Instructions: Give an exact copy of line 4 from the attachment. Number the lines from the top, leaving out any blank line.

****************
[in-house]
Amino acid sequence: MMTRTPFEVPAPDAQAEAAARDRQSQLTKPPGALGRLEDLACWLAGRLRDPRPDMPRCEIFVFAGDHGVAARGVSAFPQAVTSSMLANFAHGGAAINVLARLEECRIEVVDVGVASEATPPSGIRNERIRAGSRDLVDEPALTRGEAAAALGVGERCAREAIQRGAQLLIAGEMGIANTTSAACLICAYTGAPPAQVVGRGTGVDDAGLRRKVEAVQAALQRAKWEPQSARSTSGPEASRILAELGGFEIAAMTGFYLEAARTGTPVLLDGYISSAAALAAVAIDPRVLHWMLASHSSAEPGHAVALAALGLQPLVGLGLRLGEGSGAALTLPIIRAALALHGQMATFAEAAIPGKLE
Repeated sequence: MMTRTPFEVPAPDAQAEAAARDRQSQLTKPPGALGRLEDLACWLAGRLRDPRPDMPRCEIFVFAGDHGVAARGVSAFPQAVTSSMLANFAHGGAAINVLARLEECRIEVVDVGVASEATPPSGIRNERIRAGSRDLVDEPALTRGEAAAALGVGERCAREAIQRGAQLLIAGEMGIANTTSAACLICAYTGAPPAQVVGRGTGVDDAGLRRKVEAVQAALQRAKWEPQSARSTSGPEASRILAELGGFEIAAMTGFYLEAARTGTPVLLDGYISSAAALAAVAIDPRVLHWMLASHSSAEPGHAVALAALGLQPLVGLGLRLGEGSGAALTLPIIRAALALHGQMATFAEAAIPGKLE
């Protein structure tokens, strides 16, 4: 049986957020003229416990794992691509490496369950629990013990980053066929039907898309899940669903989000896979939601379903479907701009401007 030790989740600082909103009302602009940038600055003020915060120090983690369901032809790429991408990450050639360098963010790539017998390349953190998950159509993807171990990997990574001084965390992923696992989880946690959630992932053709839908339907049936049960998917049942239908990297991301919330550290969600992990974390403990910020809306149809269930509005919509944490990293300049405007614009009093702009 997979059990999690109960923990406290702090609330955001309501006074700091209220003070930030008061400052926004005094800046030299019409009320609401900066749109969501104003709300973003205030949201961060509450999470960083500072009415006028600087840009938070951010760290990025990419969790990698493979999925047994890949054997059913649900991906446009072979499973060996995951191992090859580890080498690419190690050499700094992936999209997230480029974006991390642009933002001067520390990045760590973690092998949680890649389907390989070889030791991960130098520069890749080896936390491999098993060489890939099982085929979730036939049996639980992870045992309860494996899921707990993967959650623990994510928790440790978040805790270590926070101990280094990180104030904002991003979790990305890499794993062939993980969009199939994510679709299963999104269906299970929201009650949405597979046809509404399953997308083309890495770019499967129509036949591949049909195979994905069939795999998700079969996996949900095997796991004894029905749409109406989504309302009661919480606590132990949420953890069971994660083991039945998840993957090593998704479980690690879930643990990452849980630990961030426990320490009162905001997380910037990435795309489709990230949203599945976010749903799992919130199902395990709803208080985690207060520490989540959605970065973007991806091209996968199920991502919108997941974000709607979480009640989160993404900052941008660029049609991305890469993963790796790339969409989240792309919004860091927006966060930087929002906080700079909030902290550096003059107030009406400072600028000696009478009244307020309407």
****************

């Protein structure tokens, strides 16, 4: 049986957020003229416990794992691509490496369950629990013990980053066929039907898309899940669903989000896979939601379903479907701009401007 030790989740600082909103009302602009940038600055003020915060120090983690369901032809790429991408990450050639360098963010790539017998390349953190998950159509993807171990990997990574001084965390992923696992989880946690959630992932053709839908339907049936049960998917049942239908990297991301919330550290969600992990974390403990910020809306149809269930509005919509944490990293300049405007614009009093702009 997979059990999690109960923990406290702090609330955001309501006074700091209220003070930030008061400052926004005094800046030299019409009320609401900066749109969501104003709300973003205030949201961060509450999470960083500072009415006028600087840009938070951010760290990025990419969790990698493979999925047994890949054997059913649900991906446009072979499973060996995951191992090859580890080498690419190690050499700094992936999209997230480029974006991390642009933002001067520390990045760590973690092998949680890649389907390989070889030791991960130098520069890749080896936390491999098993060489890939099982085929979730036939049996639980992870045992309860494996899921707990993967959650623990994510928790440790978040805790270590926070101990280094990180104030904002991003979790990305890499794993062939993980969009199939994510679709299963999104269906299970929201009650949405597979046809509404399953997308083309890495770019499967129509036949591949049909195979994905069939795999998700079969996996949900095997796991004894029905749409109406989504309302009661919480606590132990949420953890069971994660083991039945998840993957090593998704479980690690879930643990990452849980630990961030426990320490009162905001997380910037990435795309489709990230949203599945976010749903799992919130199902395990709803208080985690207060520490989540959605970065973007991806091209996968199920991502919108997941974000709607979480009640989160993404900052941008660029049609991305890469993963790796790339969409989240792309919004860091927006966060930087929002906080700079909030902290550096003059107030009406400072600028000696009478009244307020309407």